The FDA declined to provide any broad analysis or conclusions from the findings because the investigation is not complete. The report does not have legal force and the investigation needs to be completed before a decision on any action against New England Compounding Center is made, said FDA official Paul Teitell.


New England Compounding Center officials said they are reviewing the FDA report.


“We will review this report and will continue our cooperation with the FDA,” the company said in statement. “We will follow the existing regulatory process and provide our comments to the FDA after we have had adequate time for a complete review of the report.”


The steroid implicated in the outbreak was used to ease back pain. About 1,500 people in Maryland are among the 13,000 nationwide possibly exposed to meningitis, an infection of the membranes that protect the brain and spinal cord.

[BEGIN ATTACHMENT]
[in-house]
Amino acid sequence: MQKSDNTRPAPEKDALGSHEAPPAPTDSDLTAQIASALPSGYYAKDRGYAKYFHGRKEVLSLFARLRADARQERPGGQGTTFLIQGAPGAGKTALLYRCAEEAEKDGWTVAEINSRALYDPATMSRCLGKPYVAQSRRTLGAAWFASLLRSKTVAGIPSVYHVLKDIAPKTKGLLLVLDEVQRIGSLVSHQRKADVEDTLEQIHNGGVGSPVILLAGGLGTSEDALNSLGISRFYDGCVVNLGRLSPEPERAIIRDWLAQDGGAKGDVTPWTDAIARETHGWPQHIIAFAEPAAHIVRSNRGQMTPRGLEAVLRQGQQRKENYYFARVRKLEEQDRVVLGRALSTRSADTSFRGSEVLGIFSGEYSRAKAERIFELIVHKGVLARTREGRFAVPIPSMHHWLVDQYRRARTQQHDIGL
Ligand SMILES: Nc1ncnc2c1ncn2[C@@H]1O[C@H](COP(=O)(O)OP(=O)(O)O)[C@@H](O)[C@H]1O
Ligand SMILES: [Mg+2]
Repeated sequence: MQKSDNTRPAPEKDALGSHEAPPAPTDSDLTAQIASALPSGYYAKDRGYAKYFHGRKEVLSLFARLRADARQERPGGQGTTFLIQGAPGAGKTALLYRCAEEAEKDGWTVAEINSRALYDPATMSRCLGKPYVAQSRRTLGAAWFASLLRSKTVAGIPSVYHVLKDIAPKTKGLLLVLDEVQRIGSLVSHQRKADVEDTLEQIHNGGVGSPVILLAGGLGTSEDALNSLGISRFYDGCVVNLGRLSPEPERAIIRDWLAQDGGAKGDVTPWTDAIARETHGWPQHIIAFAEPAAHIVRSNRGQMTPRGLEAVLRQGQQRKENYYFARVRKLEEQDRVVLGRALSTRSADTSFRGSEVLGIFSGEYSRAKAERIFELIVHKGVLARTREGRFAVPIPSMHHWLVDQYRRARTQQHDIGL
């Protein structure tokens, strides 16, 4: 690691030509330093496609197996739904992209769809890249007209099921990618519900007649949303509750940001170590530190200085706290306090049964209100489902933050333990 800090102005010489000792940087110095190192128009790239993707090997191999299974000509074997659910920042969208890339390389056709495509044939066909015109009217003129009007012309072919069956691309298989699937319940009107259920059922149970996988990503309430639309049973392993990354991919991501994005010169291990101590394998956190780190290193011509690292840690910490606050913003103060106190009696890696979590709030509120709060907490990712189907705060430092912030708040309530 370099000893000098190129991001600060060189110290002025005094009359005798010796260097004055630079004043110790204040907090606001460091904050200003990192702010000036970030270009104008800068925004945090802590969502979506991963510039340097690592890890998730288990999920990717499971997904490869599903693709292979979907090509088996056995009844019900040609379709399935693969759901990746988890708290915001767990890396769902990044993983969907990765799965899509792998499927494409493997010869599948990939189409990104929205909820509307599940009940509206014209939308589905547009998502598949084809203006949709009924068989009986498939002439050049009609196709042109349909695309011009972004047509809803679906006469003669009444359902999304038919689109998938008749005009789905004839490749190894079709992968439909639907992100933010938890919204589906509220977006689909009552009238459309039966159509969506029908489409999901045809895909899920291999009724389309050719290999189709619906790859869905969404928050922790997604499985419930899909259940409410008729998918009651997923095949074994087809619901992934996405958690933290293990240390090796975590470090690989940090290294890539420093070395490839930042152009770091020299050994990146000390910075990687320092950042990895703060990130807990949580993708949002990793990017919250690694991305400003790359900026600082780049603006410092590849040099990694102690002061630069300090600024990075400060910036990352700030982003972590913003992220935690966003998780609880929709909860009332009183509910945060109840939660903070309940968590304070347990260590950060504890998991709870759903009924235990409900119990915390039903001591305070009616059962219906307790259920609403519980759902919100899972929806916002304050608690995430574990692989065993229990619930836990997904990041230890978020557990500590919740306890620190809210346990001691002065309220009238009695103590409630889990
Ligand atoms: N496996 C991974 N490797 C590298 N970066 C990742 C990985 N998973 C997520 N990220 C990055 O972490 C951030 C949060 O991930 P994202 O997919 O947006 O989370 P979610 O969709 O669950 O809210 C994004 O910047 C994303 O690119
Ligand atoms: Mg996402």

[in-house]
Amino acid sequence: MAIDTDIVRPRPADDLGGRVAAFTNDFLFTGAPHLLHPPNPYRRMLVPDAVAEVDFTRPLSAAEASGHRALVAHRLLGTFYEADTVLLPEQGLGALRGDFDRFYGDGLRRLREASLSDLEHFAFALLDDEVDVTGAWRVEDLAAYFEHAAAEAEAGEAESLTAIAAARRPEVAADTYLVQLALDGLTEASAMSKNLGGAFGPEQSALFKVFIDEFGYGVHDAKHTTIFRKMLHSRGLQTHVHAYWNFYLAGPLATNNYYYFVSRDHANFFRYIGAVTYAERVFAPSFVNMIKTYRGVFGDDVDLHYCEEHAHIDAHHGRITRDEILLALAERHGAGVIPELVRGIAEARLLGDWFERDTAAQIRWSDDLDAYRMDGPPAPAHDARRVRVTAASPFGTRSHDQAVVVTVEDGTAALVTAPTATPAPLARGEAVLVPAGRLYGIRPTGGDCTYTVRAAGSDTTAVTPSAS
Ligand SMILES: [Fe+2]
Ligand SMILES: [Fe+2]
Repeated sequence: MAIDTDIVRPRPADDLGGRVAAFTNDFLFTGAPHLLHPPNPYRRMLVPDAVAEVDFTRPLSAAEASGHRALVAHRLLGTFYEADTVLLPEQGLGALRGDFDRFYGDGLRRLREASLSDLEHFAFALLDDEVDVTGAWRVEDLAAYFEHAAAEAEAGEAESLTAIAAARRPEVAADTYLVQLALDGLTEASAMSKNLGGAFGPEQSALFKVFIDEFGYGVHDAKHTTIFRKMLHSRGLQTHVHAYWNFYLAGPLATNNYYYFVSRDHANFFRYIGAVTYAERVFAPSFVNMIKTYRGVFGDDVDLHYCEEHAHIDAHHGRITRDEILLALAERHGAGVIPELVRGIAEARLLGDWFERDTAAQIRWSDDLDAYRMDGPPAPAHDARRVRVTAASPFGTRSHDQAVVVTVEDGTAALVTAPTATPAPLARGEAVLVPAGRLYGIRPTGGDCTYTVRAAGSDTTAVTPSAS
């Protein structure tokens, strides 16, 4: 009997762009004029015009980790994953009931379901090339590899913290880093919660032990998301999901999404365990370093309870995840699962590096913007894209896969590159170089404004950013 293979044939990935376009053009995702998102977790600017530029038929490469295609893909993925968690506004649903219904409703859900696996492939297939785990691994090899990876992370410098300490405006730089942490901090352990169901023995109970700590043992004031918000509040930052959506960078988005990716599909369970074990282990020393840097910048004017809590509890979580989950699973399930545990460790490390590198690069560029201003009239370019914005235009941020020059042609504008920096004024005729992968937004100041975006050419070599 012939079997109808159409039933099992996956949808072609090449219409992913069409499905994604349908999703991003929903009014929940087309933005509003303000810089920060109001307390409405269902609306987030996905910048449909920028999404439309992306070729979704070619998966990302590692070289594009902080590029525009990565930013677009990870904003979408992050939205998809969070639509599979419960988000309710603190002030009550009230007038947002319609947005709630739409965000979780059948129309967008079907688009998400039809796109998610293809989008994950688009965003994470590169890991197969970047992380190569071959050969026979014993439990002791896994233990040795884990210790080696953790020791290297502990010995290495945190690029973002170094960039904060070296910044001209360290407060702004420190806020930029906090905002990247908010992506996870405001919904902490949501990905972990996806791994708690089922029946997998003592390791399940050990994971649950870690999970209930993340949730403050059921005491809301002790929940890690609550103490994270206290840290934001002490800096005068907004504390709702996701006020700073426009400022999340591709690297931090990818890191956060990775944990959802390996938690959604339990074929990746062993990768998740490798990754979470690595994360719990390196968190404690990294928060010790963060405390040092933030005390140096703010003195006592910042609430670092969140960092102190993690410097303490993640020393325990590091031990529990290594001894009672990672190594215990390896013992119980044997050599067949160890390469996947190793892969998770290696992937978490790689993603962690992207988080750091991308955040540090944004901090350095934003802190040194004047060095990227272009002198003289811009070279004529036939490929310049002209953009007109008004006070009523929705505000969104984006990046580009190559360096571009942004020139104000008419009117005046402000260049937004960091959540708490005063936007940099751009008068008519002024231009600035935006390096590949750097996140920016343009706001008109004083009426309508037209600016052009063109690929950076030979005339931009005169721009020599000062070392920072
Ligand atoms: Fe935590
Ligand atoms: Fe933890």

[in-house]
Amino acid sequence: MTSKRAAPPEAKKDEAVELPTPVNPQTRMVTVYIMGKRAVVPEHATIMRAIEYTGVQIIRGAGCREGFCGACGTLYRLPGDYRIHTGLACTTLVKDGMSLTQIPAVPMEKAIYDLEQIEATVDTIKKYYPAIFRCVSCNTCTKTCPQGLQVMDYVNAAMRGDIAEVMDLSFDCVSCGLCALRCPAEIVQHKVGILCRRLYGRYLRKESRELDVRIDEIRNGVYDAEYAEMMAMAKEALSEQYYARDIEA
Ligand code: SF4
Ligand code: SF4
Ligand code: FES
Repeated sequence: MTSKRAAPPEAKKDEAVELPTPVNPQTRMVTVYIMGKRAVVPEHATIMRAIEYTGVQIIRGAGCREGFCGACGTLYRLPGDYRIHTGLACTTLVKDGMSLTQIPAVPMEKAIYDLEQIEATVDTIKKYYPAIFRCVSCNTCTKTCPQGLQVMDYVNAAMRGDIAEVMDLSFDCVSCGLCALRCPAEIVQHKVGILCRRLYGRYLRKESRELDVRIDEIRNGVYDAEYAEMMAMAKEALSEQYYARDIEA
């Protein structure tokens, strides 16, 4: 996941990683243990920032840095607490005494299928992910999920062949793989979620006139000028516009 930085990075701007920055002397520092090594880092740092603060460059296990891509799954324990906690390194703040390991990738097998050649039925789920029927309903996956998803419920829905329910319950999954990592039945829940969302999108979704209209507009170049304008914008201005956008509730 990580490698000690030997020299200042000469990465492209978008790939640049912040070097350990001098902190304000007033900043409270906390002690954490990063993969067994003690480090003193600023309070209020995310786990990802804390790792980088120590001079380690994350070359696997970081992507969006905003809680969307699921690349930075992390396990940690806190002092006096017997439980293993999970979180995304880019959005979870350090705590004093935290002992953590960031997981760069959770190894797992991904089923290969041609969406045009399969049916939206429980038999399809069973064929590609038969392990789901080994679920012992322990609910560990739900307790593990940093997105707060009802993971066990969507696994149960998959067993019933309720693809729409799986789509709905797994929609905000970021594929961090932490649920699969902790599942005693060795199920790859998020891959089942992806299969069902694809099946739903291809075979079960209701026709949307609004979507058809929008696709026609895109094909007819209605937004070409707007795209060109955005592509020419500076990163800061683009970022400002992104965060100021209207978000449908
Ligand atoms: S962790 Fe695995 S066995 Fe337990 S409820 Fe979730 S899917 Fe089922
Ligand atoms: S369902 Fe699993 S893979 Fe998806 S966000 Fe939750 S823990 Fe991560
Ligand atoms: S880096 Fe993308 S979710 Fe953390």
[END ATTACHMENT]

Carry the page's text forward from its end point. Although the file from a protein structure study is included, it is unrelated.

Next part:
FDA investigators said they found greenish-yellow discolorations and tarnished discoloration on sterilization devices at New England Compounding Center. The pharmacy also used nonsterile pharmaceutical ingredients to make drugs even though it said the raw materials it used were sterile, the report said.


New England Compounding Center’s monitoring also found contamination from January though September, including visible mold, according to the report.


The FDA report points out that a recycling facility that abuts the pharmacy handles mattresses and plastics, and contains large equipment that produces airborne particles. Rooftop air-conditioning units serving the pharmacy are about 100 feet from the recycling facility, the report said. FDA officials declined to say whether that could have been a source of the contamination.


The agency’s findings are similar to those from an investigation by the state of Massachusetts, which said the facility released drugs before determining whether they were sterile, issued drugs without a prescription and, in general, did not follow proper sterilization guidelines.


As more evidence of widespread contamination at New England Compounding Center has grown, the FDA has told medical facilities nationwide to discard any drugs sold by the facility after May 21, including those unrelated to the meningitis outbreak. Earlier this week, the agency listed more than 3,000 medical facilities that brought products from the company, including 89 in Maryland.